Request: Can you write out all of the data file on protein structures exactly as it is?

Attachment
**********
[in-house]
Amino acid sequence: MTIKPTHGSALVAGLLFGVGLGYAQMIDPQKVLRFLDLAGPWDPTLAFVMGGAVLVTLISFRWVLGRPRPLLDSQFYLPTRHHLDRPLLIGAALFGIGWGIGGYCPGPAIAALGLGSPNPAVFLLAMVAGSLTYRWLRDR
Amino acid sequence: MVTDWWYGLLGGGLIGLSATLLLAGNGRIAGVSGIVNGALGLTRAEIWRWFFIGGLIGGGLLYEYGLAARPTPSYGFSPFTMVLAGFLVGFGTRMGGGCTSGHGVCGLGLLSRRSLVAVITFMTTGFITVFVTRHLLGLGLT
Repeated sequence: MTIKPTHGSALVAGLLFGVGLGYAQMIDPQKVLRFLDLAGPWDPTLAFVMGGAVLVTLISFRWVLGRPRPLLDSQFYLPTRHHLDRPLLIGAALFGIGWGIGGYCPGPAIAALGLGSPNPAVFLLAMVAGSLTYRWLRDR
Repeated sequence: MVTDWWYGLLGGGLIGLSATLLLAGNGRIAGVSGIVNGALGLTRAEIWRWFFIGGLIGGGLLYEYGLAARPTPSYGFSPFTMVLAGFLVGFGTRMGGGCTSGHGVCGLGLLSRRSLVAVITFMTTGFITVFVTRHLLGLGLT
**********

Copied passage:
[in-house]
Amino acid sequence: MTIKPTHGSALVAGLLFGVGLGYAQMIDPQKVLRFLDLAGPWDPTLAFVMGGAVLVTLISFRWVLGRPRPLLDSQFYLPTRHHLDRPLLIGAALFGIGWGIGGYCPGPAIAALGLGSPNPAVFLLAMVAGSLTYRWLRDR
Amino acid sequence: MVTDWWYGLLGGGLIGLSATLLLAGNGRIAGVSGIVNGALGLTRAEIWRWFFIGGLIGGGLLYEYGLAARPTPSYGFSPFTMVLAGFLVGFGTRMGGGCTSGHGVCGLGLLSRRSLVAVITFMTTGFITVFVTRHLLGLGLT
Repeated sequence: MTIKPTHGSALVAGLLFGVGLGYAQMIDPQKVLRFLDLAGPWDPTLAFVMGGAVLVTLISFRWVLGRPRPLLDSQFYLPTRHHLDRPLLIGAALFGIGWGIGGYCPGPAIAALGLGSPNPAVFLLAMVAGSLTYRWLRDR
Repeated sequence: MVTDWWYGLLGGGLIGLSATLLLAGNGRIAGVSGIVNGALGLTRAEIWRWFFIGGLIGGGLLYEYGLAARPTPSYGFSPFTMVLAGFLVGFGTRMGGGCTSGHGVCGLGLLSRRSLVAVITFMTTGFITVFVTRHLLGLGLT